Dams and damages

The Uttarakhand government continues to ignore evidence that hydropower projects in the fragile region exacerbate disasters

Updated - February 10, 2021 01:14 am IST

Published - February 10, 2021 12:15 am IST

Broken dam and rubble along the Dhauliganga river valley close to Tapovan, Uttarakhand on February 7, 2021. Photo: IAF

Broken dam and rubble along the Dhauliganga river valley close to Tapovan, Uttarakhand on February 7, 2021. Photo: IAF

In 2018, while travelling through the villages near the India-China border in Niti Valley in Uttarakhand’s Chamoli district, I stopped at Reni village, the birthplace of the iconic Chipko movement. The way to Reni was dotted with hydropower projects that were marred by controversy. The villagers complained about the rampant flouting of norms by the hydropower developers, which forced them to protest against such projects.

Flouting all norms

On February 7, two such hydropower projects located close to Reni suffered damages from flash floods that left more than 30 dead and more than 175 people missing . The barrages of the 13.2 MW Rishiganga hydropower project , which is located on the river Rishiganga, only a few metres from Reni, and NTPC’s 520 MW Tapovan-Vishnugad hydropower project, on the River Dhauliganga, about 4 km from Reni, were completely damaged. It is important to note here though that dams are not victims of disasters; they, in fact, exacerbate disasters.

Also read | Projects above an elevation of 2,200 metres recipe for disaster, say experts

While the actual cause of the February 7 floods is under investigation, pegging it as a natural disaster may be incorrect. A June 26, 2019 order of the Uttarakhand High Court questioned the use of explosives on the Rishiganga site — that too for illegal mining in the name of dam construction. The use of explosives has repeatedly been questioned for dam construction, and the construction of other infrastructure projects, such as roads, in the fragile Himalayan State.

Other than this, deforestation takes place when dams are constructed. While compensatory afforestation is the norm, it is often flouted. The construction material that is supposed to be dumped on separate land is often dumped into the rivers. It would be naïve to assume that a disaster in Uttarakhand that involves dams was ‘natural’.

The Chopra Committee report of 2014 brings more clarity on how dams exacerbate a disaster such as floods. The committee was formed in October 2013 after the Supreme Court ordered the Union Environment Ministry to constitute an expert body to assess whether dams exacerbated the 2013 floods in the State where over 4,000 people were killed, mainly in the Kedarnath Valley. The committee was headed by environmentalist Ravi Chopra and comprised 10 other members including geologists and biodiversity experts. Its report mentions how dams exacerbated the 2013 deluge, mainly as riverbeds were already raised from the disposed muck at the dam construction sites, and could not contain the sudden increased flow from floodwaters. The report presents evidence to prove that dams are not only damaged in floods, they also cause immense damage in downstream areas. This is because as floodwaters damage a barrage, they increase the destructive capacity of the water that flows downstream of the barrage. The Chopra Committee suggested that 23 of the 24 proposed dam projects it reviewed be cancelled for the potential damage they could do. However, even after all these years, the matter remains pending in the Supreme Court, and environmental norms for dam construction continue to be flouted in Uttarakhand.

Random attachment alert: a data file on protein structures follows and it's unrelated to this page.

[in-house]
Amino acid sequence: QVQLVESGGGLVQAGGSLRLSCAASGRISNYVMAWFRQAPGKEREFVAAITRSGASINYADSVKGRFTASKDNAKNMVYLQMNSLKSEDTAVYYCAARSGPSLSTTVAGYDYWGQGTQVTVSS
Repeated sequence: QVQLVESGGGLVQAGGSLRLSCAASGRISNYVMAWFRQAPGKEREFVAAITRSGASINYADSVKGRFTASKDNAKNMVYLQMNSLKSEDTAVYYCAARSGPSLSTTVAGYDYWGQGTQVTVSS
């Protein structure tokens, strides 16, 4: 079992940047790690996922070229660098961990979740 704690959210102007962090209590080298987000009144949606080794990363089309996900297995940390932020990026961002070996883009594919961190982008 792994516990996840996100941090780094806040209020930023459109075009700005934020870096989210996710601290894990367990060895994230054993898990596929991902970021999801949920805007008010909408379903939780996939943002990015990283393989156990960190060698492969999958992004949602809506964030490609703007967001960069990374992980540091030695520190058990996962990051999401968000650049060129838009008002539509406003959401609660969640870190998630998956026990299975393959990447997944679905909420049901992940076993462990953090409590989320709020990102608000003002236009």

Also read | Uma Bharati recalls her warning on Uttarakhand hydel projects

In an affidavit submitted on December 5, 2014 in the Supreme Court, the Union Ministry of Environment, Forest and Climate Change acknowledged the adverse impact of dams in the 2013 floods, but to no effect.

Impact of climate change

To make matters worse, Himalayan glaciers are receding and disintegrating as a result of climate change, and the snow cover in the Himalayas is also thinning. Research also shows how an increased number and volume of glacial lakes should be expected as a direct impact of increased temperatures. For dams, this means rapid increase or decrease in the reservoir water level. It also means that the projections on the life of a dam reservoir may not stand due to erratic events, such as floods, that could rapidly fill a reservoir with muck and boulders brought along with the floods.

There is also the threat of earthquakes. In terms of earthquake risk, Uttarakhand lies in Seismic Zone-IV (severe intensity) and Seismic Zone-V (very severe intensity). Ignoring this, many dams have been constructed in zones that are under high risk of witnessing severe earthquakes.

Also read | Experts point to climate change impact

Irrespective of the evidence, the Uttarakhand government plans on continuing to build dams as a source of revenue. The State plans to construct up to 450 hydropower projects of 27,039 MW installed capacity. Clearly, the Uttarakhand government has chosen to ignore the disastrous impacts of rampant dam-building. It is clear that dams worsen disasters, and for this to be ignored by the State authorities is unfortunate.

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